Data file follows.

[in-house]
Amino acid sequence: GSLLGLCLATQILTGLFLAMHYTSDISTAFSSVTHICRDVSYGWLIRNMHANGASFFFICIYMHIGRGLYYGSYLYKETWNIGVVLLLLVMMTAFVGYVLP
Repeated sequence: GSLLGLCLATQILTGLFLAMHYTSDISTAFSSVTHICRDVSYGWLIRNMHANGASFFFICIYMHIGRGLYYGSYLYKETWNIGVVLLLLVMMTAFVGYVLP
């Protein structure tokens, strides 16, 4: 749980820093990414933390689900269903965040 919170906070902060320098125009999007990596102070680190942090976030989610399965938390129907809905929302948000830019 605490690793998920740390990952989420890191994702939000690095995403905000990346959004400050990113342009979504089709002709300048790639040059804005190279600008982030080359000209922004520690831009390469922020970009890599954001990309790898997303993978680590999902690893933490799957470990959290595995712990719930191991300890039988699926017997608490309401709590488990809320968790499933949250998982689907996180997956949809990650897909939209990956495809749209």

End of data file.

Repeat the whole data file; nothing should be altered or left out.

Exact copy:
[in-house]
Amino acid sequence: GSLLGLCLATQILTGLFLAMHYTSDISTAFSSVTHICRDVSYGWLIRNMHANGASFFFICIYMHIGRGLYYGSYLYKETWNIGVVLLLLVMMTAFVGYVLP
Repeated sequence: GSLLGLCLATQILTGLFLAMHYTSDISTAFSSVTHICRDVSYGWLIRNMHANGASFFFICIYMHIGRGLYYGSYLYKETWNIGVVLLLLVMMTAFVGYVLP
């Protein structure tokens, strides 16, 4: 749980820093990414933390689900269903965040 919170906070902060320098125009999007990596102070680190942090976030989610399965938390129907809905929302948000830019 605490690793998920740390990952989420890191994702939000690095995403905000990346959004400050990113342009979504089709002709300048790639040059804005190279600008982030080359000209922004520690831009390469922020970009890599954001990309790898997303993978680590999902690893933490799957470990959290595995712990719930191991300890039988699926017997608490309401709590488990809320968790499933949250998982689907996180997956949809990650897909939209990956495809749209």